Battle over Military Malpractice Lawsuits Continues (Video)
The U.S. Supreme court refused to hear the case of Witt v. United States yesterday, seemingly ensuring that the Feres Doctrine would remain the law of the land. The Feres Doctrine, established by the Supreme Court in 1950, forbids servicemembers from suing military doctors for malpractice. The family of Staff Sgt. Dean Witt had sued the government on his behalf after doctors at Travis Air Force base botched his appendectomy so badly that Witt ended up in a vegetative state and later died. He was 25-years-old.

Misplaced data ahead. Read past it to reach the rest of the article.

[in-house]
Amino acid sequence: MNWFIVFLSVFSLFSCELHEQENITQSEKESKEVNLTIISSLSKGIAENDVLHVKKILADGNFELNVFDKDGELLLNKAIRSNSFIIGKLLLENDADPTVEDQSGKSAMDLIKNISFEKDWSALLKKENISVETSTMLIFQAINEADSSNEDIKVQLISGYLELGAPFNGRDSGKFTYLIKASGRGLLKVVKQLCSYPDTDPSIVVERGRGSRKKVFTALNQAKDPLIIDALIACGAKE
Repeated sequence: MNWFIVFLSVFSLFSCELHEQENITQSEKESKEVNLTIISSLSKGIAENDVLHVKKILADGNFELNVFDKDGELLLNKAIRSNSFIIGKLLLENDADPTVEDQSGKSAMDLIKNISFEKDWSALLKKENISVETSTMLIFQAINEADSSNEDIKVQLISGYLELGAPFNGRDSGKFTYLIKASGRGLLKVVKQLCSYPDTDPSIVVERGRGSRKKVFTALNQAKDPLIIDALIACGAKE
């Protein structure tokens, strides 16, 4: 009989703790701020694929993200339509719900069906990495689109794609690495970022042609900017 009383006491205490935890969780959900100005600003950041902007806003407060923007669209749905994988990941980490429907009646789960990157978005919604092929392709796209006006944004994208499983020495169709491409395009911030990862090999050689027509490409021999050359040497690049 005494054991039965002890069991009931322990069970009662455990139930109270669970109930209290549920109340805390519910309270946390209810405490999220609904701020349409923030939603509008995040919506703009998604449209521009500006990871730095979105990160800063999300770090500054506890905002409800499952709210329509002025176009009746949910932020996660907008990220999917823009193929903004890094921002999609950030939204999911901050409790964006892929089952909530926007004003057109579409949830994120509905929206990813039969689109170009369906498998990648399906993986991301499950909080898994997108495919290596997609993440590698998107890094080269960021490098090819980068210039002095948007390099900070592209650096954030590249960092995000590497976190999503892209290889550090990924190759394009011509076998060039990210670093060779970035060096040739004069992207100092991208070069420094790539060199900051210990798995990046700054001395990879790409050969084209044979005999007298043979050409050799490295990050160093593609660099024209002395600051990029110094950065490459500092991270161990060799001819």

But now a new bill is keeping the controversy alive. The Associated Press reports U.S. Congressman Maurice Hinchey plans to introduce legislation that would allow members of the military to sue for malpractice. This isn't the first legislative effort, however, to change the Feres Doctrine:
Indeed, according to the the Congressional Budget Office, opening up the military to malpractice lawsuits would cost the government an average of $135 million every year in claims.